AppianWorld – from 'low code' to 'no code’ via 'ready-rolled'
Low-code application development vendor Appian sees a way to start selling pre-built applications and solutions to its large enterprise user base and opens up the temptation of using the same approach to move into the mid-sized and small business sectors.
It is becoming clear that the word of the year in and around the IT industry is 'frictionless’. The goal is clear - to remove – or at least isolate and mask with overlays – the increasing level of complexity found in applications.
Low-code applications development tool vendor Appian has applied it to its latest move into building solutions as well as just applications, and in so doing has opened up the opportunity for the company to move downmarket from its normal lofty position of being the tool for building large, complex applications for large, usually complex enterprises.
CEO Matt Calkins, speaking after his keynote presentation at the company’s annual AppianWorld conference in San Diego, California, indicated that there is a natural flow once the idea of building solutions is started upon. What follows is that users should achieve a workable result in terms of application development much more easily because much more of the development groundwork has already been done.
In then removing much of the development friction, it also opens up the possibility that mid-sized – and even small businesses can take advantage of the low-code technology as well. Indeed, the combination of low-code development, the provision of pre-built solutions and availability through cloud services make it a ready-made opportunity for small, specialist systems integrators and Value-Added Resellers to open up the market for matching up small businesses with cloud services.
The move into the solutions sector stems at least in part from Appian’s new partnership with Google, announced at the conference. This will bring Google’s AI tools and services into the Appian core low code Business Process Management suite. Calkins sees this as a key addition to the growing bundle of tools it has to offer, and he was keen to stress that it is not a replacement for the existing connectors Appian has available for the AI tools from AWS, Microsoft and others.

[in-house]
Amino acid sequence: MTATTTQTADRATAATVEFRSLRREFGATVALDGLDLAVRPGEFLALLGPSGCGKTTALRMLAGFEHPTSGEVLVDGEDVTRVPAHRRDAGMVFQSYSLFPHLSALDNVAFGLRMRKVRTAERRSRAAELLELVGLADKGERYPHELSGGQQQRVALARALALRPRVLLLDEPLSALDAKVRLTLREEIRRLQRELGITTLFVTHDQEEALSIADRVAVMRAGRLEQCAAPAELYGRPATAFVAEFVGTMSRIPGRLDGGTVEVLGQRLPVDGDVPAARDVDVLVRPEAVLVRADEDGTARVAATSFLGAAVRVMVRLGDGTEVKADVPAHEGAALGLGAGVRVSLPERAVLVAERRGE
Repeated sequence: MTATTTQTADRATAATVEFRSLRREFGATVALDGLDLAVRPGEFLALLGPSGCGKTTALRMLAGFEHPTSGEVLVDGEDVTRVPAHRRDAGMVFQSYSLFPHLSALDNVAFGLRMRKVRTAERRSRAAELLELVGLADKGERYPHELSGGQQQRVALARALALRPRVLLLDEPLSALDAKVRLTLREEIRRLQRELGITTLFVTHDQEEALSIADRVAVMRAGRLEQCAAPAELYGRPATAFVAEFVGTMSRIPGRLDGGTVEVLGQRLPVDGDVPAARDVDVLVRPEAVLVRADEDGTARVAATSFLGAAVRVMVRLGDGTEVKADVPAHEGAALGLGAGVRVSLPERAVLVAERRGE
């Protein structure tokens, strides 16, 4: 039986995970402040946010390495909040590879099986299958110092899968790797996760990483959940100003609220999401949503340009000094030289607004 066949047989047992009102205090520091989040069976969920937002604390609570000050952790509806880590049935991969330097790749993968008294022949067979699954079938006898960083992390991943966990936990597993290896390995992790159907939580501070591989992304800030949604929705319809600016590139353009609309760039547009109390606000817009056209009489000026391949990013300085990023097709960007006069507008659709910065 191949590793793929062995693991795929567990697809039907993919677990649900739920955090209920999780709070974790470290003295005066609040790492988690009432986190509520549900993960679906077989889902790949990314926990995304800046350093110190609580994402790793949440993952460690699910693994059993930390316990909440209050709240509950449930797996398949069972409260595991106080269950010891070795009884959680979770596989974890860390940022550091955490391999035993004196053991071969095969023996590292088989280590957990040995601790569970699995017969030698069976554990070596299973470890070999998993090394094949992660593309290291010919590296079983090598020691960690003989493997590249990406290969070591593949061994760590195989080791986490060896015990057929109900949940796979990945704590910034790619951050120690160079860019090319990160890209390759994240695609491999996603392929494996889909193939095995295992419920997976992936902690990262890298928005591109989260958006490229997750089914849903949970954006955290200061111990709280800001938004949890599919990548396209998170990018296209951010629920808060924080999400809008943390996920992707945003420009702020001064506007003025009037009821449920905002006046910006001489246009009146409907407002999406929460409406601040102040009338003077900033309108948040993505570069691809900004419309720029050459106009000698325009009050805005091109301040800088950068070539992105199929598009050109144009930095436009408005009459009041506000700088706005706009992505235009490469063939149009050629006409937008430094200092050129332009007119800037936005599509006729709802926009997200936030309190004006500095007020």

He sees this move as simply bundling the leader in the field with Appian, with a plan to make it as easy to integrate as possible and to make it available as a cloud service for free.
The whole notion of bundling is also part of the plan, and the company has put in a considerable amount of effort into developing and strengthening its capabilities with APIs. The goal is to be able to work with the widest range of APIs possible so that users can add in just about any application they require as an integral part of any final application being developed.
This leads on to the other main partnership the company had to announce, with Robotic Process Automation specialist Blue Prism. This adds the ability to orchestrate robotic capabilities into business process management, with the goal of allowing users to build `bot’-based business processes that are both fast and reliable. Another cloud service, the tools available with Blue Prism robot lifecycle management, case management, including for exceptions, robot scheduling, and expanded reporting.
Coupling these together has led Calkins and his team to look towards the potential of taking the next step forward from providing a low code application development environment to starting to create and sell applications of its own creation. After all, he claims that the the company now builds all the applications it needs to run the business using Appian, and can see the possibility of selling standard issue BPM applications that give new customers even more of a head start, particularly as speed of deployment – from initial requirement to application-in-production – is typically expected to be around eight weeks: